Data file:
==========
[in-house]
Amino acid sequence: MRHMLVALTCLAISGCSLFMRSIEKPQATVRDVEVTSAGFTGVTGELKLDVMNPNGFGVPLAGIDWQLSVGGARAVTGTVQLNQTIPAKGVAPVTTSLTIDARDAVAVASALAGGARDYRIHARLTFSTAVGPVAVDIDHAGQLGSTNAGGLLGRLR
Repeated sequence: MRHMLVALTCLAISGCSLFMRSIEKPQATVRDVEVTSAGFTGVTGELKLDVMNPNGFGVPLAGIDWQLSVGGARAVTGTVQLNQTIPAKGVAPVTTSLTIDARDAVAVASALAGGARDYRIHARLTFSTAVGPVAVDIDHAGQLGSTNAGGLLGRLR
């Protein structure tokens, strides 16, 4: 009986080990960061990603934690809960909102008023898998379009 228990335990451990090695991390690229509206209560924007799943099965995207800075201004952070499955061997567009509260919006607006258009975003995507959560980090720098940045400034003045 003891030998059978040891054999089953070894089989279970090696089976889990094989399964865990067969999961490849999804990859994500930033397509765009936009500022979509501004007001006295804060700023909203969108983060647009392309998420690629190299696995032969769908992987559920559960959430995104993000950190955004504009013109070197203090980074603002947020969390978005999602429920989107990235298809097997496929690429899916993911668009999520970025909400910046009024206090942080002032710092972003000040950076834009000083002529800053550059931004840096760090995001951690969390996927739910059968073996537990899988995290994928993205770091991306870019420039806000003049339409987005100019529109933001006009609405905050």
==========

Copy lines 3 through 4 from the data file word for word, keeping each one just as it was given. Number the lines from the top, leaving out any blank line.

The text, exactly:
Repeated sequence: MRHMLVALTCLAISGCSLFMRSIEKPQATVRDVEVTSAGFTGVTGELKLDVMNPNGFGVPLAGIDWQLSVGGARAVTGTVQLNQTIPAKGVAPVTTSLTIDARDAVAVASALAGGARDYRIHARLTFSTAVGPVAVDIDHAGQLGSTNAGGLLGRLR
């Protein structure tokens, strides 16, 4: 009986080990960061990603934690809960909102008023898998379009 228990335990451990090695991390690229509206209560924007799943099965995207800075201004952070499955061997567009509260919006607006258009975003995507959560980090720098940045400034003045 003891030998059978040891054999089953070894089989279970090696089976889990094989399964865990067969999961490849999804990859994500930033397509765009936009500022979509501004007001006295804060700023909203969108983060647009392309998420690629190299696995032969769908992987559920559960959430995104993000950190955004504009013109070197203090980074603002947020969390978005999602429920989107990235298809097997496929690429899916993911668009999520970025909400910046009024206090942080002032710092972003000040950076834009000083002529800053550059931004840096760090995001951690969390996927739910059968073996537990899988995290994928993205770091991306870019420039806000003049339409987005100019529109933001006009609405905050």